Domestic and international governance vary by the proposed climate engineering method. There is presently a lack of a universally agreed framework for the regulation of either climate engineering activity or research. The London Convention addresses some aspects of the law in relation to biomass ocean storage and ocean fertilization. Scientists at the Oxford Martin School at Oxford University have proposed a set of voluntary principles, which may guide climate engineering research. The short version of the 'Oxford Principles' is:
These principles have been endorsed by the House of Commons of the United Kingdom Science and Technology Select Committee on “The Regulation of Geoengineering”, and have been referred to by authors discussing the issue of governance.(Subscription required.)
There is general consensus[who?] that no climate engineering technique is currently sufficiently safe or effective to greatly reduce climate change risks, for the reasons listed above. However, some may be able to contribute to reducing climate risks within relatively short times.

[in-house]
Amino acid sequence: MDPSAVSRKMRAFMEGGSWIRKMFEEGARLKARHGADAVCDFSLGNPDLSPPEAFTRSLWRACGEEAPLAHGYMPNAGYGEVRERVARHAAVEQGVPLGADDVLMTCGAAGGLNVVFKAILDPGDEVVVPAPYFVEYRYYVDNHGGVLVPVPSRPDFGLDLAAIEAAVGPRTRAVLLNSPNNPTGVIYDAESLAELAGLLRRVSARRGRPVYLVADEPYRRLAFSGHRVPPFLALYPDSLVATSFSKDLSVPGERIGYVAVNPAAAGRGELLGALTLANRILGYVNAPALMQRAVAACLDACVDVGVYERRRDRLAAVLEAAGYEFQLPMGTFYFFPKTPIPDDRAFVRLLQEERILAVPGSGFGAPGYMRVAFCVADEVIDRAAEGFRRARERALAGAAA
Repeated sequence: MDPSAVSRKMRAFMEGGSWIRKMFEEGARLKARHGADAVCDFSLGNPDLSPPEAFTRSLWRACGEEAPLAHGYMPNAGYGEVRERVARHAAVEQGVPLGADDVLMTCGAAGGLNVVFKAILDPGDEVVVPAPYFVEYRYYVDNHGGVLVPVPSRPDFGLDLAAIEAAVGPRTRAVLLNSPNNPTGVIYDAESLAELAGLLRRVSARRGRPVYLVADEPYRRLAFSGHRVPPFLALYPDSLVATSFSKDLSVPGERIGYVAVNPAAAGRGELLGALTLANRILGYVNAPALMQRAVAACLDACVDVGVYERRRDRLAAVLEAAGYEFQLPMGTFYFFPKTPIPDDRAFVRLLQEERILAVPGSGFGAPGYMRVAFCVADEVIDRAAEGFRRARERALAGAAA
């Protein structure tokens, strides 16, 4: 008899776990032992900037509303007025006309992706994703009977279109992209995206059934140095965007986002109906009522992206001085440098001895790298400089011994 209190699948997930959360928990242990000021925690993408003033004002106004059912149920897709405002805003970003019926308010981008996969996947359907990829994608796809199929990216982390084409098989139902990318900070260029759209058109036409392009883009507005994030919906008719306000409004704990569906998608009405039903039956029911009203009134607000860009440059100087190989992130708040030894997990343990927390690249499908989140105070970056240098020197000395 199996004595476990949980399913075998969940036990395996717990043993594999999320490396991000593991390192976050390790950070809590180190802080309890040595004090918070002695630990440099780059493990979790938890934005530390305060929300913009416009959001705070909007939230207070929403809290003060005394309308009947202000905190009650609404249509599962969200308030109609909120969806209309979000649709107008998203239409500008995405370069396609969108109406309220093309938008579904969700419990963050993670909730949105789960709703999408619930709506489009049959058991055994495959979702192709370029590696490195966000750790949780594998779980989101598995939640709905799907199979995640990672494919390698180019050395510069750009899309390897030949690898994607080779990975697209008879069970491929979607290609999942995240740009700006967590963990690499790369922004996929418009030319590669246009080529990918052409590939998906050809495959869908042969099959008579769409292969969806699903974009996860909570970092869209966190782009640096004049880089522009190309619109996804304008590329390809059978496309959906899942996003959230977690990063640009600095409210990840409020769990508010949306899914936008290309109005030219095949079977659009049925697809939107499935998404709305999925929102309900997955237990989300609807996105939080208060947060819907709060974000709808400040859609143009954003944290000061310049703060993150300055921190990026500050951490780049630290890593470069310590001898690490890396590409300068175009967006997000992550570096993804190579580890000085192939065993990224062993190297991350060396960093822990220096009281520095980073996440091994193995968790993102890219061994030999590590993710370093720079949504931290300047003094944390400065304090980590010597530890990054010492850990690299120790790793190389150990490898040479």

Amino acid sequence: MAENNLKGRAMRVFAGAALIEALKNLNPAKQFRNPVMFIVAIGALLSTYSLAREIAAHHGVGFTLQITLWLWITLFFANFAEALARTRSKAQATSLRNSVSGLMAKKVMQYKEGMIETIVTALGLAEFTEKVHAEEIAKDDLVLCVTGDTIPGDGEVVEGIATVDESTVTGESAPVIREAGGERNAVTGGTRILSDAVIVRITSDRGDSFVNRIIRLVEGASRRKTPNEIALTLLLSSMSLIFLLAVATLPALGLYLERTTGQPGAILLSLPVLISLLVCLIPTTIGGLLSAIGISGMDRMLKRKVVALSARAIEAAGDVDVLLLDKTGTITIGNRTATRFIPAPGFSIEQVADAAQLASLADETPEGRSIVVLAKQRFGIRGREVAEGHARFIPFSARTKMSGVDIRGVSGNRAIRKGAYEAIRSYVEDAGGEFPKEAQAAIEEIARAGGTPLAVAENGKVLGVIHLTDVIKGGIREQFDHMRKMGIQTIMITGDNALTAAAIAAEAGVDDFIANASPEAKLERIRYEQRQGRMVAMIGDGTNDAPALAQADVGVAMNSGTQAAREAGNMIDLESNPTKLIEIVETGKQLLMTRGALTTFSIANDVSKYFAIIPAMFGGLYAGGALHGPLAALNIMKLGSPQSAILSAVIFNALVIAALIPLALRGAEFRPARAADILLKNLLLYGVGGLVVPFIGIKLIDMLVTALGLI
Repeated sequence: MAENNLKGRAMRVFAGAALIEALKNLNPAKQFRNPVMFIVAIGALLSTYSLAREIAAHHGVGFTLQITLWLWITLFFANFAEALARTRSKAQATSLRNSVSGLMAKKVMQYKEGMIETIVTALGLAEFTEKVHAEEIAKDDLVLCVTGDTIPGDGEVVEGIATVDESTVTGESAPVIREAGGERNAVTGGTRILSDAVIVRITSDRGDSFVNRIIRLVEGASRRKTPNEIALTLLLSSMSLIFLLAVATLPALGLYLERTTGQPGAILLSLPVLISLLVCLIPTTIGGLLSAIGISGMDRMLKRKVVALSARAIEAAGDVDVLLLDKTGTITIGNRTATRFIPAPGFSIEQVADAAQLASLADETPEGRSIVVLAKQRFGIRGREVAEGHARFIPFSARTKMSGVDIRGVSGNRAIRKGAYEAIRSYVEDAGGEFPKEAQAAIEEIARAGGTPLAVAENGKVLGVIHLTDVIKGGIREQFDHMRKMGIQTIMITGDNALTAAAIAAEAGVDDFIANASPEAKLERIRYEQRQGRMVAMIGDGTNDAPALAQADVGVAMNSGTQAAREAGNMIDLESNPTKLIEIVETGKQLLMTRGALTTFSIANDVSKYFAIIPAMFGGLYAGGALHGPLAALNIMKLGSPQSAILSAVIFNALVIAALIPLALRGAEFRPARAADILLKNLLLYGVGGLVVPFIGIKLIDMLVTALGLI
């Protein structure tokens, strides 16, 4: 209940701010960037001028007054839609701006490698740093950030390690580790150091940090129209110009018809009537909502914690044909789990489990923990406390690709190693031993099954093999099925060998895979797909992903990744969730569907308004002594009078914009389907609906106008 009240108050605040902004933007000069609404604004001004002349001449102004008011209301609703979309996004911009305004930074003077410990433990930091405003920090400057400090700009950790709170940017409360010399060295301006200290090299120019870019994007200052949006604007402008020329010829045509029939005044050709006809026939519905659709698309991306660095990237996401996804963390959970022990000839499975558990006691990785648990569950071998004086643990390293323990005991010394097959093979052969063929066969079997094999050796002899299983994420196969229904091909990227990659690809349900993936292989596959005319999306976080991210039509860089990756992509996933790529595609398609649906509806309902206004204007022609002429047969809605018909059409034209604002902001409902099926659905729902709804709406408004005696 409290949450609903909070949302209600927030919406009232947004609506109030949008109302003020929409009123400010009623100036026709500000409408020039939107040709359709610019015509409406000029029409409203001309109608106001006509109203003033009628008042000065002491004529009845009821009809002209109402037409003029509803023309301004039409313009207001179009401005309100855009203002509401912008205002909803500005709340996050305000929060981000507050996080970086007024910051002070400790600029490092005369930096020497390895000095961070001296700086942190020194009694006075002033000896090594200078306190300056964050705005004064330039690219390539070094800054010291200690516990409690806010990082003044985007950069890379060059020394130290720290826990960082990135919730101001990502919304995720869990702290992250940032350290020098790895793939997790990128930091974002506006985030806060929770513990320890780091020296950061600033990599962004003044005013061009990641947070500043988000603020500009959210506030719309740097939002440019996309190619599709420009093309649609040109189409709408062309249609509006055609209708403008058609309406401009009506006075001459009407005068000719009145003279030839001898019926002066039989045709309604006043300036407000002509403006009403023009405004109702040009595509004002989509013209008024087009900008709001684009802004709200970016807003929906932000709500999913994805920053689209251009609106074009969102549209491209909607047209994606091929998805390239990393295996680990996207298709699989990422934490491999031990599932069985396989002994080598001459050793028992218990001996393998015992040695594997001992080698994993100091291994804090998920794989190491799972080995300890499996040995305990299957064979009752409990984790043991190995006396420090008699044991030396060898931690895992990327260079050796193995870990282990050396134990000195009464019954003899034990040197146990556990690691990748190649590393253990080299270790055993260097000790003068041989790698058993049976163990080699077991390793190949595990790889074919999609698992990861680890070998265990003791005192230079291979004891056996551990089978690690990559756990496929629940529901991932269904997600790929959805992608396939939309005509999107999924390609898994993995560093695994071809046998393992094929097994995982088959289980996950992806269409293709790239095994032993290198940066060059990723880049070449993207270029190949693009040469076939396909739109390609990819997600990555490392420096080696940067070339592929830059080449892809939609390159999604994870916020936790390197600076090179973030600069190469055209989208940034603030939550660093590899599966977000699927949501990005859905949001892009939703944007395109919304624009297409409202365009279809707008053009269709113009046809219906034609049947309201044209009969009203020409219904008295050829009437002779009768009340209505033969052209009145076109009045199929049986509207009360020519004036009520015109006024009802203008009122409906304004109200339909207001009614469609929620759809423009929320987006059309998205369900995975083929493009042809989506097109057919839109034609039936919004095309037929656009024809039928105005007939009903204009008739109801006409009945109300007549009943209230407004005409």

All proposed solar radiation management techniques require implementation on a relatively large scale, in order to impact the Earth's climate. The least costly proposals are budgeted at tens of billions of US dollars annually, or around 0.1% of world GDP. Space sunshades would cost far more. Who was to bear the substantial costs of some climate engineering techniques may be hard to agree. However, the more effective solar radiation management proposals currently appear to have low enough direct implementation costs that it would be in the interests of several single countries to implement them unilaterally.